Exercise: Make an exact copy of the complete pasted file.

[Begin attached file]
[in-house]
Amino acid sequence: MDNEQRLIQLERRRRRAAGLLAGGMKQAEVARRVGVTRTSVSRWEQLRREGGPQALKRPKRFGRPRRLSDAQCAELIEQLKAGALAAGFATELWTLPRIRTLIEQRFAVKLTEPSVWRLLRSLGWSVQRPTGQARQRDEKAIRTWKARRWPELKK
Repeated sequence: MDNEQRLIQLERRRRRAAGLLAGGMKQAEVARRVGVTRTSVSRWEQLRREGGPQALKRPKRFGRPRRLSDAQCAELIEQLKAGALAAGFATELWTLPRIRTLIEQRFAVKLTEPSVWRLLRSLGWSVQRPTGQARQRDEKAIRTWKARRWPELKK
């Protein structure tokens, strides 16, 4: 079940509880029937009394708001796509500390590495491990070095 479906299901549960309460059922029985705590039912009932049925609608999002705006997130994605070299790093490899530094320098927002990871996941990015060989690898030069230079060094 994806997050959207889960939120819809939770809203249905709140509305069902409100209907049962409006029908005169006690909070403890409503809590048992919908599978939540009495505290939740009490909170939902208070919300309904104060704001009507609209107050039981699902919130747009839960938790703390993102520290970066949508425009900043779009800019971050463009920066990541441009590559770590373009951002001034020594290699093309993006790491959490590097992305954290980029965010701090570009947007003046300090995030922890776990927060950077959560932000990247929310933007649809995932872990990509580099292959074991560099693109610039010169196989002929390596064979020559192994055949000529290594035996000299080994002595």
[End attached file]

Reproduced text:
[in-house]
Amino acid sequence: MDNEQRLIQLERRRRRAAGLLAGGMKQAEVARRVGVTRTSVSRWEQLRREGGPQALKRPKRFGRPRRLSDAQCAELIEQLKAGALAAGFATELWTLPRIRTLIEQRFAVKLTEPSVWRLLRSLGWSVQRPTGQARQRDEKAIRTWKARRWPELKK
Repeated sequence: MDNEQRLIQLERRRRRAAGLLAGGMKQAEVARRVGVTRTSVSRWEQLRREGGPQALKRPKRFGRPRRLSDAQCAELIEQLKAGALAAGFATELWTLPRIRTLIEQRFAVKLTEPSVWRLLRSLGWSVQRPTGQARQRDEKAIRTWKARRWPELKK
């Protein structure tokens, strides 16, 4: 079940509880029937009394708001796509500390590495491990070095 479906299901549960309460059922029985705590039912009932049925609608999002705006997130994605070299790093490899530094320098927002990871996941990015060989690898030069230079060094 994806997050959207889960939120819809939770809203249905709140509305069902409100209907049962409006029908005169006690909070403890409503809590048992919908599978939540009495505290939740009490909170939902208070919300309904104060704001009507609209107050039981699902919130747009839960938790703390993102520290970066949508425009900043779009800019971050463009920066990541441009590559770590373009951002001034020594290699093309993006790491959490590097992305954290980029965010701090570009947007003046300090995030922890776990927060950077959560932000990247929310933007649809995932872990990509580099292959074991560099693109610039010169196989002929390596064979020559192994055949000529290594035996000299080994002595």